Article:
De Blasio Aims for Economic Equality for New York
BYLINE: Edith Honan Reuters
NEW YORK: Liberal Democrat Bill de Blasio cruised to victory yesterday in the race to succeed New York mayor Michael Bloomberg, the first time a Democrat has captured City Hall in two decades.
De Blasio, the city's public advocate, was leading Republican rival Joe Lhota 73 percent to 24 percent after a campaign in which he railed against economic inequality in America's most populous city, with 56 percent of precincts reporting.
"My fellow New Yorkers: today, you spoke out loudly and clearly for a new direction in our city, united by a belief that our city should leave no New Yorker behind," De Blasio told a gathering of 2 000 revellers on Tuesday night in Brooklyn.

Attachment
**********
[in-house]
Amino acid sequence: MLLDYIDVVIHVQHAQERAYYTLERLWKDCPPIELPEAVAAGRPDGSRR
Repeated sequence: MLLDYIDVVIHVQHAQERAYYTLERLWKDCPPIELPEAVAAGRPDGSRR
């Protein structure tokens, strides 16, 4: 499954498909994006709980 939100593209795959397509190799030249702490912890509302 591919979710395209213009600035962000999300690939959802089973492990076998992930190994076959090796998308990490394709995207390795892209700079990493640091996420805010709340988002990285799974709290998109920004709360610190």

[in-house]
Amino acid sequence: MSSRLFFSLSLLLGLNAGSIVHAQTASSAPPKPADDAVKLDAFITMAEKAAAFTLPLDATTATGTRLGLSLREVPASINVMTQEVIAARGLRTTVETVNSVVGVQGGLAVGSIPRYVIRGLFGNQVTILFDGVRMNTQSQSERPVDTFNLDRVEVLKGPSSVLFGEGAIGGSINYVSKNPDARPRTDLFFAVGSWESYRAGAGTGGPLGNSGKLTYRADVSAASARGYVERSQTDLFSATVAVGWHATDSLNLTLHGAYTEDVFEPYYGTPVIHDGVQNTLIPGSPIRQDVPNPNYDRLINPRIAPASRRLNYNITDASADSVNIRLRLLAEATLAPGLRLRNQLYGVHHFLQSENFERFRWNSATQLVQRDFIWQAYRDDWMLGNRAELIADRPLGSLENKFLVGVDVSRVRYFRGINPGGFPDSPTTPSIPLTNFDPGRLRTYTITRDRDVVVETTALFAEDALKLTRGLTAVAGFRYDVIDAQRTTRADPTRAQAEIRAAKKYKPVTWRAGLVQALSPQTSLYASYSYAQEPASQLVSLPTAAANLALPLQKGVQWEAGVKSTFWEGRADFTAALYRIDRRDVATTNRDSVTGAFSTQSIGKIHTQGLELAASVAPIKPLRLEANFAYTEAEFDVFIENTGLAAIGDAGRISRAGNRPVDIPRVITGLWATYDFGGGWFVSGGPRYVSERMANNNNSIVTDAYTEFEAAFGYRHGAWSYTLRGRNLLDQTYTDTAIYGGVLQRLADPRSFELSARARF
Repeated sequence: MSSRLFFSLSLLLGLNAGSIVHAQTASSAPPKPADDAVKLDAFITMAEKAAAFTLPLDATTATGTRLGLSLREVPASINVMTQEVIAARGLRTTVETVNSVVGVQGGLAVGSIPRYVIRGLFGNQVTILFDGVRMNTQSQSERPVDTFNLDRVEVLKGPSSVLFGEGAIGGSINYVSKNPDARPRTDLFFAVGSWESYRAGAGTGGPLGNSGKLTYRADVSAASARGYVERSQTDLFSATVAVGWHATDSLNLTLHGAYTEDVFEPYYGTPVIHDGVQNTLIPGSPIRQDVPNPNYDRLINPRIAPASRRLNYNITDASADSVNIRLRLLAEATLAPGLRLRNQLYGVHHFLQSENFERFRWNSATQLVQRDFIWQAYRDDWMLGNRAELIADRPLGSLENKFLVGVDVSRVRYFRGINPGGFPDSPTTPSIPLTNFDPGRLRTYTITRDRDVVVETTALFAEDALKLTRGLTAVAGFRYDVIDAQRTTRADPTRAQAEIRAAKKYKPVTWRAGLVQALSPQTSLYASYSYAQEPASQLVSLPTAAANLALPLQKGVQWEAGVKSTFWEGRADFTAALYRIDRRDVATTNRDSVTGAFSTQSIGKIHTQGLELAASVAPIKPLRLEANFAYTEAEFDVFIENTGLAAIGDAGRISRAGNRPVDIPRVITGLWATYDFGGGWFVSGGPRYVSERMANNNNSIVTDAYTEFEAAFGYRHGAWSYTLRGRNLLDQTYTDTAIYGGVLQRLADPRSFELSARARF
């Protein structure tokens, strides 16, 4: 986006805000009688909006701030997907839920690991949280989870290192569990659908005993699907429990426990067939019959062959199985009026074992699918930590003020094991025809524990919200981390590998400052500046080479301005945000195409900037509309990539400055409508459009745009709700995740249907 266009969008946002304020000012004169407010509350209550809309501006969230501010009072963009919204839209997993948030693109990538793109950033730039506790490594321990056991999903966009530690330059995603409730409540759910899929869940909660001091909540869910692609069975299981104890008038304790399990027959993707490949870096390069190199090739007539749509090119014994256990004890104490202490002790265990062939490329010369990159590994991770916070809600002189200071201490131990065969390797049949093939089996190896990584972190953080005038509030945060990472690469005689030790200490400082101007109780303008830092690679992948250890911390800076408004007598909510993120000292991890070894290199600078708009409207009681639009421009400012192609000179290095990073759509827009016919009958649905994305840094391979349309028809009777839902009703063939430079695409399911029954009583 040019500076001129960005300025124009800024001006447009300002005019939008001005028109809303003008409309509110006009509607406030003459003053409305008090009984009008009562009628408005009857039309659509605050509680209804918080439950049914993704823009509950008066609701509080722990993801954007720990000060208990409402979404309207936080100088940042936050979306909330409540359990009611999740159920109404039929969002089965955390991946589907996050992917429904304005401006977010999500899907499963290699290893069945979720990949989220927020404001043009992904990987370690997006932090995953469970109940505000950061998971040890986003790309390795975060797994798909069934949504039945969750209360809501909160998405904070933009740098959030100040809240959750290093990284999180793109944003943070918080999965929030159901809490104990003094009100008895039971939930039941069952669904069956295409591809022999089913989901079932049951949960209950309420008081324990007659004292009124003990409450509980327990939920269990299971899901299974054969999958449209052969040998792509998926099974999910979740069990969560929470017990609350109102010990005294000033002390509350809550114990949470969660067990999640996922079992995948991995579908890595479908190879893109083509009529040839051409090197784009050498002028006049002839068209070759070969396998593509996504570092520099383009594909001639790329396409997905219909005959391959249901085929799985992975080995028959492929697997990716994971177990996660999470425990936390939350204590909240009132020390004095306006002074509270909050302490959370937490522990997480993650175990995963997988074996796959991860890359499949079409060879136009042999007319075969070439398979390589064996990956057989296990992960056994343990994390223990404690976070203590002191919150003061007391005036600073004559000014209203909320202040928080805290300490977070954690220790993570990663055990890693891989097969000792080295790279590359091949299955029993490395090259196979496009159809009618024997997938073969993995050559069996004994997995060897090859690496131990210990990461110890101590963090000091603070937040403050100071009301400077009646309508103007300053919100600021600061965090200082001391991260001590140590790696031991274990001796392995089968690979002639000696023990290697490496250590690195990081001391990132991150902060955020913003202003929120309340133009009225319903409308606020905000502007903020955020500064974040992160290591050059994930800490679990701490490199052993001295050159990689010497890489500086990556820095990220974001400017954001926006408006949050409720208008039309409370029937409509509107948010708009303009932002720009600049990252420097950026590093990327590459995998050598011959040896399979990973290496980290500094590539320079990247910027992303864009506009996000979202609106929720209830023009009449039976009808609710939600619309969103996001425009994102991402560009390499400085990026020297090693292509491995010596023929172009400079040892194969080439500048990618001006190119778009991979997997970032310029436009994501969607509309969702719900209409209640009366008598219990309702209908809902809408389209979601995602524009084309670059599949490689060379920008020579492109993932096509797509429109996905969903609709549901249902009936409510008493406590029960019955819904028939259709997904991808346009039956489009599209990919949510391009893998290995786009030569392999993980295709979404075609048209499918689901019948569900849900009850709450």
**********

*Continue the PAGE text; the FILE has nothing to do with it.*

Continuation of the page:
"The growing inequality we see, the crisis of affordability we face, it has been decades in the making. But its slow creep upon this city cannot weaken our resolve."
After promising to close the gap between the rich and poor, he faces the challenge of high expectations - keeping crime at historic lows and reaching a long overdue wage deal with the city workers' unions.
The 1.96m tall De Blasio won a hotly contested Democratic primary in September by focusing on the "stop-and-frisk" police tactic endorsed by Bloomberg and by criticising the billionaire mayor for presiding over "two New Yorks" - one rich, one poor.
He promoted expanding access to pre-kindergarten, proposing a tax on the city's highest earners to pay for it, and said he would fight to save community hospitals from closing. …